Life insurance policies held within superannuation provide two main benefits. They allow premiums for the insurance policy to be tax deductible and they allow these premiums to be paid by from a person's superannuation member balance, rather than from their cash flow. This can be beneficial compared to if the policy is owned in an individual's name where the premium is paid from their after-tax cash flow.
If a life insurance policy is owned within superannuation, it is important to understand how the proceeds are treated when paid out to ensure that the intended beneficiary actually receives the proceeds and how the proceeds will be treated from a tax perspective.
When a person who holds a life insurance policy within superannuation passes away the proceeds will be paid into their member account, which will form part of the overall death benefit. So it is important to have measures in place, such as a superannuation nomination, that will direct the trustee to pay the member balance (including the insurance proceeds) to the intended beneficiary. Without a nomination, the trustee has discretion as to who the proceeds are paid to having regard to all of the individual's dependants. If a superannuation nomination or the trustee determines that the proceeds are to be paid to the estate, then it will form part of the individual's overall estate and be distributed via the Will.
The tax payable on the superannuation death benefit will be determined by the recipient of benefit. An ordinary member account (excluding insurance proceeds) will generally include a 'taxable - taxed' component and a 'tax-exempt' component. The 'tax exempt' component will be received by the recipient of a death benefit tax free, regardless of who they are, whereas a 'taxable- taxed' component will only be received tax free by certain recipients, including a spouse, a child of the deceased under 18, a person who financially dependant on the deceased or a person who had an inter-dependancy relationship with the deceased just prior to their death. These people are referred to as 'tax dependants'. Tax of 15% will be payable if the death benefit is not paid to one of these people.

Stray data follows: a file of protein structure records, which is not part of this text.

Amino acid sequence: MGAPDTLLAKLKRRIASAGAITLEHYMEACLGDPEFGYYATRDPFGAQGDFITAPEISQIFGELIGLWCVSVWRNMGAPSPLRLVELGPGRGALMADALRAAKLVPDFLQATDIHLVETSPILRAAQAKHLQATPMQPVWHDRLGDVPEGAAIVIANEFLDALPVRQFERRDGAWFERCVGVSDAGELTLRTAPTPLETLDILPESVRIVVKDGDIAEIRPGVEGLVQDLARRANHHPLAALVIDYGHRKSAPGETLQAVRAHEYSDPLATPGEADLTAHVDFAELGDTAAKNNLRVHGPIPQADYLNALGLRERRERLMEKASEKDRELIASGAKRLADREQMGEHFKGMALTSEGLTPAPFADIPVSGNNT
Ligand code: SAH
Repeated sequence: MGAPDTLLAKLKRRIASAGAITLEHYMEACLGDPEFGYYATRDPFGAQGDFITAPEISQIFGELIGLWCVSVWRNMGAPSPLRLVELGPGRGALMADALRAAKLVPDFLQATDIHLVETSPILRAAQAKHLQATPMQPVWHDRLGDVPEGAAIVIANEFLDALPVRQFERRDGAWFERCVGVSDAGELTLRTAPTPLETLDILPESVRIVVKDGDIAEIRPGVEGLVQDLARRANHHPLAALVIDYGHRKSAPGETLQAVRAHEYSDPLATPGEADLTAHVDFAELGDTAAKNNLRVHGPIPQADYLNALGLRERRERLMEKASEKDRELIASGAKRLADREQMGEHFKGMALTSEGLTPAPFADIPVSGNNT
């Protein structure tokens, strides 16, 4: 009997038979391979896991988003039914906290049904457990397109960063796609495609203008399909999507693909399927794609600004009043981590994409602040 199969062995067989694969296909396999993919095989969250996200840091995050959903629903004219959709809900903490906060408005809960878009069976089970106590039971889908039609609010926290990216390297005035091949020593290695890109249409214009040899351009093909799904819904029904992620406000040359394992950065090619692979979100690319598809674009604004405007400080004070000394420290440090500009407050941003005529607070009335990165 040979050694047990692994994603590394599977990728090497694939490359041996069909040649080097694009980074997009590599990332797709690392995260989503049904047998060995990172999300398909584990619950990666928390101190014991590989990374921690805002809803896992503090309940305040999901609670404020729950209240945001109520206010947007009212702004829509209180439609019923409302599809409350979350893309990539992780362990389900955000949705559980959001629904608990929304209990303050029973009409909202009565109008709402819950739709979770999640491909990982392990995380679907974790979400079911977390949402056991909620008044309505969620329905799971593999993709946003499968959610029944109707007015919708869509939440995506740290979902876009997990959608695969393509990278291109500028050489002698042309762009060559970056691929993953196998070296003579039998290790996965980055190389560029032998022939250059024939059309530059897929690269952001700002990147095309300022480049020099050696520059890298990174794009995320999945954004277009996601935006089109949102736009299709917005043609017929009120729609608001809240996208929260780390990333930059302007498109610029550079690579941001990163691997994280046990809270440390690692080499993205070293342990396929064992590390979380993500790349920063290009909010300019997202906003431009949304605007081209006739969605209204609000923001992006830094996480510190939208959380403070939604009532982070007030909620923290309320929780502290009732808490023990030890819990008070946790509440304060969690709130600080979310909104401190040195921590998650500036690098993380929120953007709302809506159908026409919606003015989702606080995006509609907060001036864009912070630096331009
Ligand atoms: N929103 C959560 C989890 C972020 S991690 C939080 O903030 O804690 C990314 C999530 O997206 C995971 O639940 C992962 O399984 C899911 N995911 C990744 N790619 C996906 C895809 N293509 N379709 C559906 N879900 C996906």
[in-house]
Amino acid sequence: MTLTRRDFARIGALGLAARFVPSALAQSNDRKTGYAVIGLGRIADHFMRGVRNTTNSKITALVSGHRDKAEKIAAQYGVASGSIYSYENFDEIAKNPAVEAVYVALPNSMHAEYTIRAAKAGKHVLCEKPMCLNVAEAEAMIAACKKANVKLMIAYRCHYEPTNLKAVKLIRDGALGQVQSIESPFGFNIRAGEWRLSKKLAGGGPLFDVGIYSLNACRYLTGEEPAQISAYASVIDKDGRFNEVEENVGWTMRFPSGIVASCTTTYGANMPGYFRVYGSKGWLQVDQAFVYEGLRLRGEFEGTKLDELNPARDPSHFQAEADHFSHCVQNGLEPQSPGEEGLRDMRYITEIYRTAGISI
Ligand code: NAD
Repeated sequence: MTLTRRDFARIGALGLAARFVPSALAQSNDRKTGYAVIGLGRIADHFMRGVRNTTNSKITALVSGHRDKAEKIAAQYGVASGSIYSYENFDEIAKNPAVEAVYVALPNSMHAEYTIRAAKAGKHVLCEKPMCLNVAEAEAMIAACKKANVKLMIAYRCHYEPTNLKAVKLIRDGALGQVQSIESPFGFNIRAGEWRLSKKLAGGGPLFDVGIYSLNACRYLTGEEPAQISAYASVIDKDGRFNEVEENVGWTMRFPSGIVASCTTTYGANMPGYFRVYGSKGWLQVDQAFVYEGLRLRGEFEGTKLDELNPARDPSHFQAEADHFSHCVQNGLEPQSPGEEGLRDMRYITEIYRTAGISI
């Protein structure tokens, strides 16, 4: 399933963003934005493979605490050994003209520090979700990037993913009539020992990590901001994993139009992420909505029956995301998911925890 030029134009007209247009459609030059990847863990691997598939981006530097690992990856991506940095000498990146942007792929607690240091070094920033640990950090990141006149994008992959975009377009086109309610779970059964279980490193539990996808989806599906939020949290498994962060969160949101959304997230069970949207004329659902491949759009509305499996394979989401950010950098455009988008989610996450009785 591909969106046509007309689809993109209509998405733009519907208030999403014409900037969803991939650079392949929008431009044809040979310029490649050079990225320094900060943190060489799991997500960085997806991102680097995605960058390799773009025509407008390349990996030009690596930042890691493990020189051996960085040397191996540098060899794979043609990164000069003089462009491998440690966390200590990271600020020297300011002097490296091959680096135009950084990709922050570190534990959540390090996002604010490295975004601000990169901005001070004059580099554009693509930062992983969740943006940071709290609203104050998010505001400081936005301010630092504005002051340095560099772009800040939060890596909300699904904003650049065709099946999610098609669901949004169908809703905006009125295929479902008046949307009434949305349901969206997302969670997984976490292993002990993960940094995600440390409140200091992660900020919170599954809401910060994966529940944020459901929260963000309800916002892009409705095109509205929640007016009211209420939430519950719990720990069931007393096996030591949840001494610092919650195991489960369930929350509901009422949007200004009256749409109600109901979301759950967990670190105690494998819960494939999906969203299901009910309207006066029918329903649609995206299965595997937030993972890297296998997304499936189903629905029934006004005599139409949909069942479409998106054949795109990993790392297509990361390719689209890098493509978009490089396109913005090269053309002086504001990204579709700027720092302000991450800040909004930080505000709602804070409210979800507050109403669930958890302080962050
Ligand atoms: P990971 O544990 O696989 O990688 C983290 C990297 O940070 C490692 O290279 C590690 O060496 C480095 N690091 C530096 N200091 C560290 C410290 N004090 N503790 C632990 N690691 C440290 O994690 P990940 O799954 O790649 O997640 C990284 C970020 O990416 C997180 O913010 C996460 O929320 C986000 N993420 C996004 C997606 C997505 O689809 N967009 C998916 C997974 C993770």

When insurance proceeds are added into the mix, the insurance component of the death benefit will usually be 'taxable – untaxed'. This is due to the fact that a tax deduction was claimed for the premium. A 'taxable-untaxed' component will also be received tax-free by a tax dependant if the death benefit is paid as a lump sum, however will be taxed at up to 30% if received by a non-tax dependant (such as a child of the deceased over 18).
A tax-dependant is also able to receive the superannuation death benefit as a pension. In this situation, both the 'tax-exempt' and 'taxable-taxed' portion of the pension will be received tax free by the recipient if either they, or the deceased, are over age 60. If both are below aged 60, the taxable component of the pension will be taxed will be taxed at the recipients marginal tax rate (MTR) – with a rebate of 15% of the 'taxable-taxed' portion of the pension payment.
Where the death benefit pension includes a 'taxable – untaxed' component, this portion of the pension will be taxed at the recipients marginal tax rate, less a 10% offset, if either are over age 60. No offset will be available if both are under age 60.
If a super death benefit is paid to an estate it will be distributed via the Will. Tax will be paid proportionately based on the components involved and the recipients.
It is not possible in any instance to segregate the tax components of a superannuation death benefit so that it can be distributed in a more tax effective manner.
All of this information needs to be taken into account when owning life insurance in superannuation and may affect the level of cover required. For example, if a life insurance policy was held within super by an individual for the benefit of their spouse, the calculation of the level of cover is simple – it is what it is. However, if a specific amount of cover was intended for the adult children of an individual, the level of cover would need to be grossed up to account for tax ('taxable-untaxed' component is taxed at up to 30%).
Intended level of cover / 70% = actual level of cover required.
So, if a parent wanted to provide their adult child with a sum of $1,000,000 upon their death, to allow their child to eliminate all debt on the family properties, approximately $1,430,000 ($1,000,000/70%) of cover would be required to ensure a net benefit of $1,000,000.
Marginal tax rates should also be considered when determining the level of cover where a spouse intends on receiving any insurance proceeds as a pension from superannuation, remembering that income from an untaxed source (insurance proceeds) are taxed at their marginal tax rates.